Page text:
- In males, the abdomen has a triangular shape and wider/rounder in females.
- Also, males are a little bit bigger and have larger claws compared to females.
Breeding Arrow Crab
The species Stenorhynchus seticornis is heavily harvested for ornamental purposes. That is why it is extremely important to develop largescale rearing methods for Arrow crabs. I found several studies and researches about breeding this species. This is the compilation of different facts.
Under good conditions, Arrow crabs can breed all year round. After mating, females of this species produce large eggs (0.48 – 0.57mm) and small clutches. Berried female crabs carry eggs on their stomach until they are ready to hatch in a few weeks. In general, every female has about 300 – 900 eggs. There is a significant correlation between the number of eggs per brood and the size of ovigerous females.
In fact, the size of the breeding female has been pointed out as a key variable determining the number
of eggs extruded per batch. For example, according to the study, the weight of the egg mass is usually constrained to about 10% of the female’s weight.
The egg increase during development, this is a result of water uptake. The increase in egg volume caused by water uptake limits the availability of egg carrying space, resulting in smaller broods.
Defining Optimal Conditions for breeding Arrow Crabs
Larval development in Arrow crabs occurs within a well-defined range of environmental conditions characteristic to a species. Of the environmental factors that affect crustacean development, temperature, and salinity. They significantly affect survival and the extent of larval life.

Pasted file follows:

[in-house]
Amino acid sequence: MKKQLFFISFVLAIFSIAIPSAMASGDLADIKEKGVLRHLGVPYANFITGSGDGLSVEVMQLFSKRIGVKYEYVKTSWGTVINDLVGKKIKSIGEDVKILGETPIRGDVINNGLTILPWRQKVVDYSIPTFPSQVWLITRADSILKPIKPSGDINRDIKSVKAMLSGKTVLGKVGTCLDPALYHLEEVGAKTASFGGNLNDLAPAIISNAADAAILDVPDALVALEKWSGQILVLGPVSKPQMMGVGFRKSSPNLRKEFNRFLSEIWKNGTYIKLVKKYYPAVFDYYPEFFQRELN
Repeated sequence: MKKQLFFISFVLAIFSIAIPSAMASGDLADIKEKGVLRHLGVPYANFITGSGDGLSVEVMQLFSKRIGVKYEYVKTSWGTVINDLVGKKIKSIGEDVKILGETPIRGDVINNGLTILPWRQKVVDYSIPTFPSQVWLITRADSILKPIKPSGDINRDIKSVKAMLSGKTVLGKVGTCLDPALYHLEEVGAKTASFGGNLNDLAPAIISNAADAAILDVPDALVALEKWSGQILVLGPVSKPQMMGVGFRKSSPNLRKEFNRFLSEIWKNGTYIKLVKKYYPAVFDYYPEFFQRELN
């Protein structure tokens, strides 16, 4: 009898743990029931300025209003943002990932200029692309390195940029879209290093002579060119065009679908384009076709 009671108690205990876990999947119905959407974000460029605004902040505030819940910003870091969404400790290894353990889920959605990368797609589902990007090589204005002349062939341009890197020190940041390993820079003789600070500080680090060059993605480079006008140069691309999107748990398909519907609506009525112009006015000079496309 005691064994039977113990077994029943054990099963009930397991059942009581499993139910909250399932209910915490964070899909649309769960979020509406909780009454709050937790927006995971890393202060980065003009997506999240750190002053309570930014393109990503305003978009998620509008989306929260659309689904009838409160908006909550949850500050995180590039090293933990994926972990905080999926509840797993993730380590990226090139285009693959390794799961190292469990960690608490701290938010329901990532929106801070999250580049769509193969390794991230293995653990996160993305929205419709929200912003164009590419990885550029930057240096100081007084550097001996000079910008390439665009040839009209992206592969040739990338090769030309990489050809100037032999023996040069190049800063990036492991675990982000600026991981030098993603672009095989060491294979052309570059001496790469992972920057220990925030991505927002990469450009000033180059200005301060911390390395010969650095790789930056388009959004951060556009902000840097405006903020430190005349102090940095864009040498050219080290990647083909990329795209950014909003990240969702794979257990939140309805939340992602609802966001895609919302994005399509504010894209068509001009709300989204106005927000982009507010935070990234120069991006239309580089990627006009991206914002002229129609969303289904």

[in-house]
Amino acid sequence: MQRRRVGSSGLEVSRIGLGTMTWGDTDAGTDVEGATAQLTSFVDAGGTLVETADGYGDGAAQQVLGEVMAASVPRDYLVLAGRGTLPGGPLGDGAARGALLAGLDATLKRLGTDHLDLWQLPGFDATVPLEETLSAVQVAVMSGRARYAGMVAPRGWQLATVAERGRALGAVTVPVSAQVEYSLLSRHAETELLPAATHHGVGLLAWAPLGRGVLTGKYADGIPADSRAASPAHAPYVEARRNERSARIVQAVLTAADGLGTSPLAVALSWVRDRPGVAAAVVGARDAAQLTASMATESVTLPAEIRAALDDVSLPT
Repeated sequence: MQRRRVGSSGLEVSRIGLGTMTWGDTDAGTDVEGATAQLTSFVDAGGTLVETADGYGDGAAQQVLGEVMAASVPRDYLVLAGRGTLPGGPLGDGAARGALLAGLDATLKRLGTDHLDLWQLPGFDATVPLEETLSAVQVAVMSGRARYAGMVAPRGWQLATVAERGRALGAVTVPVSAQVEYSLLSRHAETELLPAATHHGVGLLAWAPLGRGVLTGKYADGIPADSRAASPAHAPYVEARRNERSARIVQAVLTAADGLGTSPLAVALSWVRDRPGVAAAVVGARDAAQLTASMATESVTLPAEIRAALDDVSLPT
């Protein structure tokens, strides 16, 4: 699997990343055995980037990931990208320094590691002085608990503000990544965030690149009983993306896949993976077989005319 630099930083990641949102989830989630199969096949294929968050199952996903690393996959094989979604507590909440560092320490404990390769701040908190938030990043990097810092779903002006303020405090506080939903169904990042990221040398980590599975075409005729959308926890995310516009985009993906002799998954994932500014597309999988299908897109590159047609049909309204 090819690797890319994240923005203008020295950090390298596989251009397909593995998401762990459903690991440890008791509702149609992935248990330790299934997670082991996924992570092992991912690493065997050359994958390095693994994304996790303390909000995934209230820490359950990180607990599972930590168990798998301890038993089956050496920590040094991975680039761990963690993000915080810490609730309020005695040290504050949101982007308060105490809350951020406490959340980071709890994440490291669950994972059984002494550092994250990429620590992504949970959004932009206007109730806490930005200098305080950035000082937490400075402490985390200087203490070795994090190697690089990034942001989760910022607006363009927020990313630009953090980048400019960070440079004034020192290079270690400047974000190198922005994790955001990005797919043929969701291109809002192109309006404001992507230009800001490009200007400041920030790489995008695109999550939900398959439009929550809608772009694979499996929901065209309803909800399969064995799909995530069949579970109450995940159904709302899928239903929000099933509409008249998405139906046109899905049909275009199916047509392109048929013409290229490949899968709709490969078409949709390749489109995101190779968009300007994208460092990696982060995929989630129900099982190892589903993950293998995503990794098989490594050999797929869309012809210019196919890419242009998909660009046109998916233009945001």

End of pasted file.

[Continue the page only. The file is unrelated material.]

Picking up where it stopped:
- Larvae need a separate rearing tank. Light attracts Arrow crab larvae. So, you can lure them to a spot with a flashlight or adjustable spot desk lamp to the corner of the tank. Then use a turkey baster or a big syringe to catch them.
- If you already have a separate tank, after hatching of the eggs, the females should be removed from the rearing tank.
- According to the study, the highest mean survival from hatching to the first crab stage (4.5%) occurred at 25 C (77 F). Salinity – 30%. Photoperiod of 10 h light/14 h dark. pH of 8.1 – 8.4. The rate of survival shows a steeper decline at 28 C at all salinities. At 22 C (71 F) larvae required longer times (27–35 days) to complete development to the first crab.
- If you are moving larvae from the main to the rearing tank, as a precaution against possible thermal shock, larvae require slow acclimatization by gradually reducing or increasing temperatures (approximately 1 degree/hour).
- Feeding is extremely important.
- Keep in mind that larvae cannot recover from nutritional stress caused by previous starvation even though they are subsequently fed (‘point of no return’). In addition, the lack of food of proper size and nutritional value during the period when larvae first begin feeding cause extensive mortalities.
- Arrow crab larvae are Feed them daily (ideally twice) on newly hatched Artemia nauplii. (approximately 5 nauplii per ml).